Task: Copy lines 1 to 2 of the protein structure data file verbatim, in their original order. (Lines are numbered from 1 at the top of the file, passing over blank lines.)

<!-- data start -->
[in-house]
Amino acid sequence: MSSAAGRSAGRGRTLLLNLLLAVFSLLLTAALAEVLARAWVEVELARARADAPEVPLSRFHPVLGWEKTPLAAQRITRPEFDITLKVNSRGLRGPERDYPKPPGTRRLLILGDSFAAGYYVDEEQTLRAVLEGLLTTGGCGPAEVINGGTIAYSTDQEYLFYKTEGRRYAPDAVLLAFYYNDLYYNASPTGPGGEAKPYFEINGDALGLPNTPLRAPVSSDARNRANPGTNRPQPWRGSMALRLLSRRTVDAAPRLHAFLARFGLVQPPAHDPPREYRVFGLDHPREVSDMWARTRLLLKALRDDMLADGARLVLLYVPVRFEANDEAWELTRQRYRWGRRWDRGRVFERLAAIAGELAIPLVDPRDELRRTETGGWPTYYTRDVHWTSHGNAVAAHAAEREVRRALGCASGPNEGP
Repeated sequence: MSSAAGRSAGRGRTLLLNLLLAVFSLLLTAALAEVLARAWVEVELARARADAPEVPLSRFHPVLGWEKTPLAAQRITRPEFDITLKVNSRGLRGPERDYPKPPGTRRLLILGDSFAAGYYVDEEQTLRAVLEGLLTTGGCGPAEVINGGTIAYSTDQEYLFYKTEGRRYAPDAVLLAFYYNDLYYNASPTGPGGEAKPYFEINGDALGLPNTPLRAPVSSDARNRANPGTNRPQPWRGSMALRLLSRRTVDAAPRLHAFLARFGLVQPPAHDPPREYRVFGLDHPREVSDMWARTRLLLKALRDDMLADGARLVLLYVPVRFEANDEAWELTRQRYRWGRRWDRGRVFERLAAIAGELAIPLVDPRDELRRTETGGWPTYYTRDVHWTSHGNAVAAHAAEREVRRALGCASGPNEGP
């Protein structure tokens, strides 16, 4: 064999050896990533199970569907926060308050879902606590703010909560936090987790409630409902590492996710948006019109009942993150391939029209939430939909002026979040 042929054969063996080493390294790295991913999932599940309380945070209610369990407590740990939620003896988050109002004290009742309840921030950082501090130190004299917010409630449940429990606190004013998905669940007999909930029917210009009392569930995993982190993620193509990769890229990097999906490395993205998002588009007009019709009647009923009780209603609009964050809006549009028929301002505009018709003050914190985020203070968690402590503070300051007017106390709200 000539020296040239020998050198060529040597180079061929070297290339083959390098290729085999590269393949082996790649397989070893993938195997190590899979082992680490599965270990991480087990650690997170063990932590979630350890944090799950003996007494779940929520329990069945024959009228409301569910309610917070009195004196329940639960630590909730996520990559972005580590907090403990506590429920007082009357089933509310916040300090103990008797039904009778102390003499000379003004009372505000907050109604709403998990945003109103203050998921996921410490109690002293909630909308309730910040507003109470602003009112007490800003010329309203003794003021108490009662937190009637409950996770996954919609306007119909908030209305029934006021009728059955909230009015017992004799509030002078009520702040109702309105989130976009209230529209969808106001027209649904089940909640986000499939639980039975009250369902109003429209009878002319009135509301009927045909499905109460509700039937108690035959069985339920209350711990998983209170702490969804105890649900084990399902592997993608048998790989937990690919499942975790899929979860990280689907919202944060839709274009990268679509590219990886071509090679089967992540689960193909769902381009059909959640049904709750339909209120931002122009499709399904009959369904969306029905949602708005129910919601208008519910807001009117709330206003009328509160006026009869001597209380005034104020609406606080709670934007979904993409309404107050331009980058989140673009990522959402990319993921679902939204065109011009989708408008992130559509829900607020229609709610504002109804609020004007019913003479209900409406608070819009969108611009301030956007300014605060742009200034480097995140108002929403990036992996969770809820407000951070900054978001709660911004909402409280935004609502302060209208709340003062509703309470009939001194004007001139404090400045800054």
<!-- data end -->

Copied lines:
[in-house]
Amino acid sequence: MSSAAGRSAGRGRTLLLNLLLAVFSLLLTAALAEVLARAWVEVELARARADAPEVPLSRFHPVLGWEKTPLAAQRITRPEFDITLKVNSRGLRGPERDYPKPPGTRRLLILGDSFAAGYYVDEEQTLRAVLEGLLTTGGCGPAEVINGGTIAYSTDQEYLFYKTEGRRYAPDAVLLAFYYNDLYYNASPTGPGGEAKPYFEINGDALGLPNTPLRAPVSSDARNRANPGTNRPQPWRGSMALRLLSRRTVDAAPRLHAFLARFGLVQPPAHDPPREYRVFGLDHPREVSDMWARTRLLLKALRDDMLADGARLVLLYVPVRFEANDEAWELTRQRYRWGRRWDRGRVFERLAAIAGELAIPLVDPRDELRRTETGGWPTYYTRDVHWTSHGNAVAAHAAEREVRRALGCASGPNEGP